Monday, August 15, 2011

Genoa City Lost

Readers of daytimeconfidential can discern the truth of Jamey Giddens' recent critique of Y&R. The state of the show is appalling...but it is also curious. All the elements -- from production to writing to acting -- are why is the show so bad?

In short, the problem is the absence of heart...of emotion, nostalgia, or sincere feeling. Even remarkable actors who have bled on the stage for us in the past are clearly not connecting to the rushed, plotty show they're putting on.

My credentials: I have watched Y&R since 1973 (I was a wee 8 year old, but mom put it on). Y&R is so ingrained in the narrative of my life that I view it not from a "technical" perspective, but as someone who knows intuitively when the show is true to its nature. Or when -- as now -- it is not.

Right now, we have a canvas filled with original or veteran faces (Kay, Victor, Jack, Paul, Phyllis, Nick, Sharon, Ashley, Kevin) and characters we saw born on this show (Billy, Victoria, Chloe, Ronan)...but it all feels so flat. Characters are doing things they'd NEVER do (Kay annulling her son's marriage out of spite, Victor throwing a woman out of an ambulance and taking a son away from his father).

This happened once before. After a promising start, Lynn Latham's second year got seriously off the rails, as Nikki (Nikki!) ran for Senate and the entire town clustered around some rural village that was being turned into a resort (Clear Springs). Little made sense. Ratings began to decline precipitously during this period, and continued to do so well into Maria Bell's "rescue regime".

It is curious that Maria Bell's Y&R feels so off right now. We know she's capable of heart. Her nadir-story was "the death of Kay". Kay's funeral and eventual reunion were the ultimate of "heart", as a touching romance bloomed with Murphy, old friends and rivals reunited at Kay's funeral, and Marge got a touching "ghostly farewell" to the tune of Perry Como's "Papa Loves Mambo". Greatness!

But then the Silver Chipmunk happened. It is fair to say that, since then, Y&R has progressively devolved back into a crime riddled (Richard Hightower! Skye's multiple deaths! Patty's reign of terror! Corporate shenanigans!, Diane's murder! Baby stealing! Over-the-top Australian mobsters!) mess. Not only do these stories not elicit feeling or emotion...emotion is decisively left out. Examples:

Diane -- a character with a thirty year tie to Jack -- gets nary a tear (except, maybe, from the terrific Christian Leblanc's Michael). Adam is betrayed by Sharon, and embarks on a spree of revenge (thank heavens Michael Muhney -- and his eyes!! -- work against the malevolence of the tale). Three touching couples are made -- well -- not touching.

- Billy and Victoria: The story here would have been to see them stay together -- fight together -- against obstacles. Instead, they folded as soon as the first marital assault hit them. Where's the rooting value in that?
- Nick and Phyllis: Apparently they're sex buddies again. Okay. The actors still FIRE UP the room in every scene when they're together. So why is there no emotion or tenderness or motivation in their scenes?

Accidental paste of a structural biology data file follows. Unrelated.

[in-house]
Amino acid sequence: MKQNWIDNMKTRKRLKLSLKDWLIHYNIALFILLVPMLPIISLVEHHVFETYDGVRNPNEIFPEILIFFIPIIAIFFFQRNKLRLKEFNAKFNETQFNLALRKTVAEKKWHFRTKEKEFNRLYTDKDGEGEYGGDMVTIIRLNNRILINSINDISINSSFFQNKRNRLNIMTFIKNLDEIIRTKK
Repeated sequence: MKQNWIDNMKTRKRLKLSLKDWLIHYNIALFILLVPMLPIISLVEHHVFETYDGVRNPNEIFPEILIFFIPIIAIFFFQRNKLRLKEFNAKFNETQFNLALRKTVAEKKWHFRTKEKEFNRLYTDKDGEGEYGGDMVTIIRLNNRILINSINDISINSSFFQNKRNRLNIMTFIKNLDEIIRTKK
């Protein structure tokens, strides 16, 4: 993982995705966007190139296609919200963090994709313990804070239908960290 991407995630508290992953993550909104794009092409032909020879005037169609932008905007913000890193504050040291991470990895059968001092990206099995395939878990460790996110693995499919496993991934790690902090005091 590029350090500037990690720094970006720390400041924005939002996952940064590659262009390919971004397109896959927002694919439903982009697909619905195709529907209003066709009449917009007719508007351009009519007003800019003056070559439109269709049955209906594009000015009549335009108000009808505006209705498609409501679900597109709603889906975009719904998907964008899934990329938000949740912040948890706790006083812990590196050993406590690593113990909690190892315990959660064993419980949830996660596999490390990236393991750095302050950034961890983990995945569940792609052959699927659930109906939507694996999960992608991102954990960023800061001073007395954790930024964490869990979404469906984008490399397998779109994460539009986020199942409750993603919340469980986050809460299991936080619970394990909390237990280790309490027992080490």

- Lily and Daniel: (Controversial here--I know Cane/Lily have major fans). There's something beautifully touching in a pair that damaged their union through youthful mistakes rediscovering each other from a grown up perspective. Daniel feels he doesn't want to be a father (shadows of his own damaged childhood and paternity/maternity issues??)...but could Lily make him feel secure in his nurturing skills, so that he would be a good stepdad to her kids...and even dad to his own Lucy?

There WERE promising emotional stories.

The Lear-esque "Fall of the House of Newman" was especially good...and it really made the most out of Marcy Rylan/Eric Braeden's terrific chemistry. The family was fractured. This promised YEARS of rivalry and reconciliation. is over. Forgotten. Done. Huh?

Phyllis -- inexplicably -- tried to pull baby Lucy from the secure loving parents who were raising her. (I guess I get has to do with making up for her own previous shortcomings as a mom). Everyone picked sides. It was an agonizing story. Then...Phyllis got Lucy, was ostracized for week, then Nick and Michael seemed to mostly forgive her...and it's over. Forgotten. Done. Huh?

The Y&R canvas is OVER-STUFFED. The show seems to have little motivation to write for Tricia Cast/Doug Davidson, Kristoff St. John ... Yet the show also refuses to decisively clean house, and to commit to protracted story arcs we can invest in.

These days, I find little compelling material to draw me to the show. There are a few very capable actors (Muhney, Leblanc, Rylan, Thomas-Scott, E. Davidson) who are still finding emotion in every scene they do. There are a few others who rise to the occasion when they can connect with the material (Bergman, Braeden, Heinle, D. Davidson, Stafford). Still others seem utterly emotionally disconnected from this plotty show...even actors who have given us AMAZING performances in the past.

I still check in every day, but more and more reluctantly. My thoughts stray to cable (Breaking Bad, Torchwood, True Blood, Big C, Weeds). B&B (that's another blog post) --always my also-ran soap--has become my first soap of choice!. I guess I'm waiting for Genoa City to welcome me back to a big, nostalgic, sloppy, feel-good-or-feel-bad-BUT-FEEL-SOMETHING homecoming.

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